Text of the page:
This love for hidden systems makes itself known throughout Gaëlle’s endeavors. During her studies, she conceived and implemented “The Corner Herboretum,” a temporary installation that mapped out spontaneous weeds and other vegetation throughout her college neighborhood. “There is a system of life and change that we often ignore. I wanted to showcase the plants that we overlook every day, the spaces we barely notice.”

Later, under a fellowship hosted by the US Environmental Protection Agency, Gaëlle honed her outreach and communication skills before joining the Worldwatch Institute, a DC-based nonprofit, as Communications Director. In that capacity, she tracked global trends and energy transitions to advocate for sustainable solutions.

It was purely by chance as she was exploring the next steps in her career that she came across landscape architecture. The prospect of beginning this new discipline immediately intrigued Gaëlle, who sought out local practitioners for information and insight. The connections she made among an extended network of landscape architects offered an early promise that Gaëlle had found what she was looking for. “I enjoyed communications, design, art, plants, people, animals, materials, places — and there was a profession that combined all of these things!”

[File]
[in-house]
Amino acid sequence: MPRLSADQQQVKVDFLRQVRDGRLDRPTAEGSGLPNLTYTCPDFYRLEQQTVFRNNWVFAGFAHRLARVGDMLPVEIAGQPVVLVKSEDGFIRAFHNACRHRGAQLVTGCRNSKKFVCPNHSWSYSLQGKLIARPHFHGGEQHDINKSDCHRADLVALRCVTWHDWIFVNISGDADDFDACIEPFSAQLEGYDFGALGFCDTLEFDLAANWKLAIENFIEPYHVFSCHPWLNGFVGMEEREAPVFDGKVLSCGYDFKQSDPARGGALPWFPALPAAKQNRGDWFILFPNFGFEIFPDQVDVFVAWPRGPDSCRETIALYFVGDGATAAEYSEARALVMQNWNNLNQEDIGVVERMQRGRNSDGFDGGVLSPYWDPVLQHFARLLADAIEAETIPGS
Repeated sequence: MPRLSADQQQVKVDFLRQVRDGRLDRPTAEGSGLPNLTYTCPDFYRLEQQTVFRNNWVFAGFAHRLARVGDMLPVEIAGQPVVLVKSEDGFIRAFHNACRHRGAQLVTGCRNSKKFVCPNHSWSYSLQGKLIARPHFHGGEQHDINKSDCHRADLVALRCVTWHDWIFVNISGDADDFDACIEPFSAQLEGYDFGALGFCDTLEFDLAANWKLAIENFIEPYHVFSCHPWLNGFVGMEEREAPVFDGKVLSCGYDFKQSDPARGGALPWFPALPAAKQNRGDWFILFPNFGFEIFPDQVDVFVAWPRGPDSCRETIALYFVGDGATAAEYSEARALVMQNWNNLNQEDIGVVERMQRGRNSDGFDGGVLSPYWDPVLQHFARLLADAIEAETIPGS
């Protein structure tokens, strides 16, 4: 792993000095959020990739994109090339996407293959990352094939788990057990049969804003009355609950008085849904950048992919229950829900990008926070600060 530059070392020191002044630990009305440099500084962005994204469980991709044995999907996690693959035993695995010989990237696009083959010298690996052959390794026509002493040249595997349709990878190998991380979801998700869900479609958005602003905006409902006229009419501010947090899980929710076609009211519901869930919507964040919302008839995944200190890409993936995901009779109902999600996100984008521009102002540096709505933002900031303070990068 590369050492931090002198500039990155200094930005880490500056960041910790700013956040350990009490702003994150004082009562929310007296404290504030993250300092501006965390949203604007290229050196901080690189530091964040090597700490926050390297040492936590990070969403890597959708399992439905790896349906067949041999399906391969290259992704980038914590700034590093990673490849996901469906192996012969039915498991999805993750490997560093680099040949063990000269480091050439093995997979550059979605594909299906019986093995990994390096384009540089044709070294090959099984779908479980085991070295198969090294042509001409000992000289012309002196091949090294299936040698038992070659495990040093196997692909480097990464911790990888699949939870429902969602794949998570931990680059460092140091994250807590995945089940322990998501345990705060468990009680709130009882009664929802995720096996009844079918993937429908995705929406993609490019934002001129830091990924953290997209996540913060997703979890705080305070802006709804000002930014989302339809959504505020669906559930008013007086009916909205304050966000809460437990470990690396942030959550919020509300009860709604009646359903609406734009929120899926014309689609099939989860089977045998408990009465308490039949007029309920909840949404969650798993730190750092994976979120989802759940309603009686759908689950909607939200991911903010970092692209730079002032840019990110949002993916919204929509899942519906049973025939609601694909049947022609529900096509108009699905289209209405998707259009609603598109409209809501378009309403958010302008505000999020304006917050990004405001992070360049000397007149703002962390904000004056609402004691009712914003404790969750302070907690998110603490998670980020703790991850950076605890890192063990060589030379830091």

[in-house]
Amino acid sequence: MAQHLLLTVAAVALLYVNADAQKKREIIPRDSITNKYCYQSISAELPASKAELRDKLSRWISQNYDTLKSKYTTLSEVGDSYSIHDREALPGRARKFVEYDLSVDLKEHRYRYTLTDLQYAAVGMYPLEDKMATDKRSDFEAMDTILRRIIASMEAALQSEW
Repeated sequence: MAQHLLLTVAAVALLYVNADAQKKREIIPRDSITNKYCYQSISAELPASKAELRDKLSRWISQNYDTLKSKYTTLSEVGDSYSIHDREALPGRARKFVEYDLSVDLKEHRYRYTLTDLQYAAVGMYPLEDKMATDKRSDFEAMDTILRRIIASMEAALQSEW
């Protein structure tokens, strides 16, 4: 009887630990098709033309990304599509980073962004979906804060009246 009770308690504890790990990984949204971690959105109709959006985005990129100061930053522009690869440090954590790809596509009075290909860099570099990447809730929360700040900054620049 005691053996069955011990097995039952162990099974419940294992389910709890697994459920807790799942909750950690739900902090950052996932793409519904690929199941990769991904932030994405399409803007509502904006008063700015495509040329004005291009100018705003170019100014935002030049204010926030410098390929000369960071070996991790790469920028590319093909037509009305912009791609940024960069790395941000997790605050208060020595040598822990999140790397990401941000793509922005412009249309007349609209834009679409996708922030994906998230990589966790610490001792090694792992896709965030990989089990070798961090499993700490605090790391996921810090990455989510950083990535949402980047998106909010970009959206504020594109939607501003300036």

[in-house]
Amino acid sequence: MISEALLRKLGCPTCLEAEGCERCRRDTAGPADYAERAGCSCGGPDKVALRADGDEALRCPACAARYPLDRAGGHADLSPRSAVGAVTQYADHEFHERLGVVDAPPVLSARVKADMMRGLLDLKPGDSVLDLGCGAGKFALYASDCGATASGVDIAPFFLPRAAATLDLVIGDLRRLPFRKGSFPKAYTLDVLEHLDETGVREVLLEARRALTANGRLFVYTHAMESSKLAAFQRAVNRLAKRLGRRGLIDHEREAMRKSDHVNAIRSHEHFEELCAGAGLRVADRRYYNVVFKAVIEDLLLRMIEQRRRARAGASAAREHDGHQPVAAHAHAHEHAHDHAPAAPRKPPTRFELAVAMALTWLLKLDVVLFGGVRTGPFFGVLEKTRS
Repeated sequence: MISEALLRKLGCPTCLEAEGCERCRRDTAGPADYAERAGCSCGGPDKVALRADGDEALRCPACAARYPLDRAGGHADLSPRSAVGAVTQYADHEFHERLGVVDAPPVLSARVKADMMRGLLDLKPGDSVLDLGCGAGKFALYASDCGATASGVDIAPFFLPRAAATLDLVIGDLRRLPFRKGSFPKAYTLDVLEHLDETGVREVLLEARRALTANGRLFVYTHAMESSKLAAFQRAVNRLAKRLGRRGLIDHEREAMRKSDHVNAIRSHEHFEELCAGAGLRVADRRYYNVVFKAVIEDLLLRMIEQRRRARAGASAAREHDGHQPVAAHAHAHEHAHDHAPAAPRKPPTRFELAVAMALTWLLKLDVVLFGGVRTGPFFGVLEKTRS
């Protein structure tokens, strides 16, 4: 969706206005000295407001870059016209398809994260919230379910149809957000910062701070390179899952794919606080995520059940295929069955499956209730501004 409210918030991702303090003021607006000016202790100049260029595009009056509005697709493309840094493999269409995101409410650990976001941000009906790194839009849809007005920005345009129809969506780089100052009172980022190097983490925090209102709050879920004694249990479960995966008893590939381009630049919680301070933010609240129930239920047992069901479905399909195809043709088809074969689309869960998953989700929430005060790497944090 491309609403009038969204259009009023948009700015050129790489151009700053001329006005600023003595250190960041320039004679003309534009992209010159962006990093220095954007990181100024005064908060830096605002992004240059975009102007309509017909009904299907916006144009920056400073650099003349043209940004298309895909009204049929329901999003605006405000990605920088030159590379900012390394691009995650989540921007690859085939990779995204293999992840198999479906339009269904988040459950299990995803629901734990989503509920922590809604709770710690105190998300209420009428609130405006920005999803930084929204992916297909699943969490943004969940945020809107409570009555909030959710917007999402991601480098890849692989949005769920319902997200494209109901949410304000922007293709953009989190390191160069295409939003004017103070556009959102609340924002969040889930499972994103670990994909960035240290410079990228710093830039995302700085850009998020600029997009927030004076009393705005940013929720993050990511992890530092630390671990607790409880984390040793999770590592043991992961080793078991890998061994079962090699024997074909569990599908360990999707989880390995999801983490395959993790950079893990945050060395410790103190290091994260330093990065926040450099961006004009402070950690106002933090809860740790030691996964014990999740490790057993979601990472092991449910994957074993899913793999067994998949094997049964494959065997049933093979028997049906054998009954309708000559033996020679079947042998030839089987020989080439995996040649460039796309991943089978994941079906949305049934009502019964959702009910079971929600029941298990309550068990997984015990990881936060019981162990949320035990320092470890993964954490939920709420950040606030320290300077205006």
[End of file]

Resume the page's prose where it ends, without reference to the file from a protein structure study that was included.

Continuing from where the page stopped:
She returned to school in the fall of 2017 and began the Master of Landscape Architecture program at the University of Virginia. As part of her studies, Gaëlle traveled to New Delhi and Jaipur, India to examine planned and unplanned social fabrics that shape urban space. In her final semester, she channeled her attention to the extraordinary within the ordinary by showcasing local construction knowledge through a unique architectural structure in northern Peru.

Gaëlle shares that winning the LAF Honor Scholarship in Memory of Joe Lalli, FASLA offers her the relief of knowing she’ll be able to begin her career with a mind towards the projects that drive her passions. She confesses that the pressure of finding work solely to pay off student debt posed a real concern. The $20,000 she received provides Gaëlle with more flexibility to be deliberate about the work she pursues, which she hopes will be place-specific and nearby so that she can truly be a part of the community.

Upon learning she had won, Gaëlle found herself temporarily stunned. “But when I hung up the phone, I couldn’t stop smiling. A wave of joy and relief and gratitude swept over me… I greatly appreciate the support that Jeanne Lalli and LAF have given me to make sure that my career starts on the right foot.”

LAF is grateful to the many individuals and organizations that provide financial support towards fulfilling our mission to support the preservation, improvement, and enhancement of the environment.

Much of what LAF is able to accomplish would not be possible without the thought leadership and financial investment of our major supporters, including ASLA, which provides over $125,000 of in-kind support annually.